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Simon Gray Biography

(1936– ), Wise Child, Butley, Otherwise Engaged, Spoiled, Dog Days, Quartermain's Terms, The Common Pursuit

Literature Reference: American Literature, English Literature, Classics & Modern FictionEncyclopedia of Literature: Francis Edward Grainger Biography to Thomas Anstey Guthrie Biography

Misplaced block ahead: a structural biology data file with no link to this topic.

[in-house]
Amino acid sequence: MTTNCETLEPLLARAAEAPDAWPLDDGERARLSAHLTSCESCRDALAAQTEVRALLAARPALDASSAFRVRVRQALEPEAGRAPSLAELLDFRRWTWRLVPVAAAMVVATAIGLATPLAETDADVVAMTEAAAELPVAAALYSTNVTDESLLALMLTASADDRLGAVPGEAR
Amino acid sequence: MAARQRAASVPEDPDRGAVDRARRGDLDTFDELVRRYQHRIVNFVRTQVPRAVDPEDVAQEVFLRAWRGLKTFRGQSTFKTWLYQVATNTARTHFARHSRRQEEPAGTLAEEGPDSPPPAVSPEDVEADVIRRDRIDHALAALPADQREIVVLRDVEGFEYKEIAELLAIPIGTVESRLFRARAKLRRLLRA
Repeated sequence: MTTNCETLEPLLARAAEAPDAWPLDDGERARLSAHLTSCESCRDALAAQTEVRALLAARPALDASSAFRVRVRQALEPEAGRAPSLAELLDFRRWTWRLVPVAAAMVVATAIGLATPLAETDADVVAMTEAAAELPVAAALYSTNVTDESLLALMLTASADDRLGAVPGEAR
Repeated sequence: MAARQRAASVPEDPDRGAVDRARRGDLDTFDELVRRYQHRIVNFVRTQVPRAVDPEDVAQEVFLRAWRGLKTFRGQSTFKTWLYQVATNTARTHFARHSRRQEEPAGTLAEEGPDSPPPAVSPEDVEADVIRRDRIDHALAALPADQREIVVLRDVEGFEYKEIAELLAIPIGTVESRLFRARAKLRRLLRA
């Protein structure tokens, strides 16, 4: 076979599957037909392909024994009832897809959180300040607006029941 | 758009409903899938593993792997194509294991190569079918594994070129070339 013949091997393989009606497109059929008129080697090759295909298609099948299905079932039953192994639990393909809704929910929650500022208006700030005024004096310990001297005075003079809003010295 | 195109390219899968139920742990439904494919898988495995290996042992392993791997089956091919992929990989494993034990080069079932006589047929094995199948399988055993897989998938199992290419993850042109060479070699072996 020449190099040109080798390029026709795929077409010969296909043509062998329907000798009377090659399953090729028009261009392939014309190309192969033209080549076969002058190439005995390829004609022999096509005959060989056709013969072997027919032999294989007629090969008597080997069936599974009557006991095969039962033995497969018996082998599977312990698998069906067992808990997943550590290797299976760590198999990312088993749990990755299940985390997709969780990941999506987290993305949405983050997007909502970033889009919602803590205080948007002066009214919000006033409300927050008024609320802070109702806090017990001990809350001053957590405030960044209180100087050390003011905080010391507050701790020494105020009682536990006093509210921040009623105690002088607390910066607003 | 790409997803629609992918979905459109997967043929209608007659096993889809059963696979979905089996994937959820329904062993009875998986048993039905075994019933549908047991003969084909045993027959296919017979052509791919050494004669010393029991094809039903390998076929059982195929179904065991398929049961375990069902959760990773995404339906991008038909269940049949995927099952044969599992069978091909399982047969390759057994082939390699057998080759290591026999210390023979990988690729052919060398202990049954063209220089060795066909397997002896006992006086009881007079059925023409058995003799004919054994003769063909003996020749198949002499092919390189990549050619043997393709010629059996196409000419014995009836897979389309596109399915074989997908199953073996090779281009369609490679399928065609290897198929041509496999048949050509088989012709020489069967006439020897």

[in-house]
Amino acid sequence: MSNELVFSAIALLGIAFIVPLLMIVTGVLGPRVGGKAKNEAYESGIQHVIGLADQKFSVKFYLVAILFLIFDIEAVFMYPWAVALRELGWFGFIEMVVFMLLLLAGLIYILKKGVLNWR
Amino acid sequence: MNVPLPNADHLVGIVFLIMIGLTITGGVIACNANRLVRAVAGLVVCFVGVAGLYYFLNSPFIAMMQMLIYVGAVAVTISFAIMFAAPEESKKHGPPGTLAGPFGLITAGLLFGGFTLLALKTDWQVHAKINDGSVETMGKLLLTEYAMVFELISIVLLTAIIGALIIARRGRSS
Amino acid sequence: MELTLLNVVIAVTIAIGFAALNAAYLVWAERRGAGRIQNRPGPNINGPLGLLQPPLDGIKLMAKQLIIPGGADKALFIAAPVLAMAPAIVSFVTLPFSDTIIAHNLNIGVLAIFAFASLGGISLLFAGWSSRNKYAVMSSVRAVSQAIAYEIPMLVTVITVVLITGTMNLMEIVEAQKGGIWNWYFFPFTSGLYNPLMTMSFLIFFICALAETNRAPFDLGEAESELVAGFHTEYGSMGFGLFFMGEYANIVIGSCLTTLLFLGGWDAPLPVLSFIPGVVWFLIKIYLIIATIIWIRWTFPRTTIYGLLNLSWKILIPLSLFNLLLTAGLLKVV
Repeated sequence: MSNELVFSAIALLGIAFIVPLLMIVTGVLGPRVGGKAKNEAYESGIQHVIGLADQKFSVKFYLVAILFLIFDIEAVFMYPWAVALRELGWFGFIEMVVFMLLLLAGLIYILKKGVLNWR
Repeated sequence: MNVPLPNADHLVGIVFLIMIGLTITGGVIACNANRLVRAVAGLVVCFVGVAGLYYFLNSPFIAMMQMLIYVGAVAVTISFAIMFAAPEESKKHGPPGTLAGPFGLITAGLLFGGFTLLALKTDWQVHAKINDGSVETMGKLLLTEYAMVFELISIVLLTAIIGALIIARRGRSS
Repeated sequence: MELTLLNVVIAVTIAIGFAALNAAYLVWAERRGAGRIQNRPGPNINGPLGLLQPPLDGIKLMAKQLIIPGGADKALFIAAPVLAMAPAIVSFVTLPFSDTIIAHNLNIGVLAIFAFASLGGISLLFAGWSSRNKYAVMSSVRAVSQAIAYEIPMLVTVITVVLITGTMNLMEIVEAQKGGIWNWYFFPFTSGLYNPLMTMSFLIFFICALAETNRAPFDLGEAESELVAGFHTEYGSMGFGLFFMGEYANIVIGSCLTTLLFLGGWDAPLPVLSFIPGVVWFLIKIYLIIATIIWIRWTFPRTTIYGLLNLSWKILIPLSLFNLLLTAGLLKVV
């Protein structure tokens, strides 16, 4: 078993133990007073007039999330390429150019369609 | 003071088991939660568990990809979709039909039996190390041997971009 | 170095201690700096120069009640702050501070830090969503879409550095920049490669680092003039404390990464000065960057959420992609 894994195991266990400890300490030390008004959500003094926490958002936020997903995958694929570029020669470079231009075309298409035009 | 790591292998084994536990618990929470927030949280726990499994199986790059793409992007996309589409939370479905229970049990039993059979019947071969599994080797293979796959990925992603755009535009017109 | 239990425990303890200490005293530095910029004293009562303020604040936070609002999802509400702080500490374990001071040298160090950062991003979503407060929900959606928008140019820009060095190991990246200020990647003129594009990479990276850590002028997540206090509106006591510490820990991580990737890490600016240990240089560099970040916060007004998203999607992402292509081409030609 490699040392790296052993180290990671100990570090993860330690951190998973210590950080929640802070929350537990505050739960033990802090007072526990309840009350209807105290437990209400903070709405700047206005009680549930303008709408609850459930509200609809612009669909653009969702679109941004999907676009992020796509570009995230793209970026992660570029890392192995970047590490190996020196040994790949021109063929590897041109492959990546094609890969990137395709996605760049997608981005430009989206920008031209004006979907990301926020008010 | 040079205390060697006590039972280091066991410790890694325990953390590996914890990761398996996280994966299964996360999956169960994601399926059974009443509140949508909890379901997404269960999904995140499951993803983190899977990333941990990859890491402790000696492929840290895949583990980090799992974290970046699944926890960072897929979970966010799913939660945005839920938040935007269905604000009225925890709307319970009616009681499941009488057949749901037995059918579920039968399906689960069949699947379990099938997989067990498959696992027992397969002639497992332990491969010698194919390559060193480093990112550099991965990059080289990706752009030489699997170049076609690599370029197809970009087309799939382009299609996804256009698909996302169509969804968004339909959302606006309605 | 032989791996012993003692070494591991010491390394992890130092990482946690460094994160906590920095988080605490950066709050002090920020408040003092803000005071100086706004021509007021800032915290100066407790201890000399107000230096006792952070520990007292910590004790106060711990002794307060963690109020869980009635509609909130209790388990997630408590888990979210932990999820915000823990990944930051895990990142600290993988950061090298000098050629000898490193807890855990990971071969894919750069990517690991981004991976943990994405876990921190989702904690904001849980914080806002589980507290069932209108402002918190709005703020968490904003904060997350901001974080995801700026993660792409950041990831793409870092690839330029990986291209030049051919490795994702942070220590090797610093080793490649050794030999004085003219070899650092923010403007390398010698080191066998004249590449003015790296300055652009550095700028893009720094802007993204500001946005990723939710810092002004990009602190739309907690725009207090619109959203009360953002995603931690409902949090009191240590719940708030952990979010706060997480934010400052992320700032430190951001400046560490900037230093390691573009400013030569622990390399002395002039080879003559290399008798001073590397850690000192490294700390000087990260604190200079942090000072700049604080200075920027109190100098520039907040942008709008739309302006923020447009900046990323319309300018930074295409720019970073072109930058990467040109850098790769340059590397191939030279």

British dramatist, born in Hampshire, educated at Dalhousie University, Halifax, Nova Scotia, and at Trinity College, Cambridge. He was for many years a lecturer in English at Queen Mary College, London. After achieving a modest success with Wise Child (1967), a dark comedy about a transvestite criminal on the run, he established himself with Butley (1971), about a witty, sadistic academic, and Otherwise Engaged (1974), about a publisher's attempts to escape the emotional demands and threats of those who insist on invading his privacy. Many of Gray's often sardonic but always humane comedies concern people of similar social background and calling: schoolmasters in Spoiled (1971; also a television play), Dog Days (1977), and Quartermain's Terms (1981); Cambridge graduates, former students and admirers of F. R. Leavis, battling to keep a literary magazine afloat in The Common Pursuit (1984); publishers in Melon (1987) and The Holy Terror (1992), which are two alternative versions of the same tale of obsessive sexual jealousy; a literary agent and his novelist wife in Hidden Laughter (1990). Molly (1977), The Rear Column (1978), and Cell Mates (1995) are different in that they deal with, respectively, the Alma Rattenbury murder case, the events in the nineteenth-century Congo that gave rise to Conrad's Heart of Darkness, and the relationship of the spy George Blake with the petty criminal who organized his escape from prison, Sean Bourke; but they are similar in their concerns. At his best, Gray writes with wit, incisiveness, and an unsentimental sympathy about the darker, more secret aspects of human behaviour: sexual pain, compromise, betrayal, the sense of futility and failure, and the sheer struggle to survive the many personal and professional setbacks with which a difficult world presents people. He has also published four novels, written many plays for television, among them Death of a Teddy Bear (1967) and An Unnatural Pursuit (1985), and adapted Dostoevsky's The Idiot (1970) for the National Theatre.

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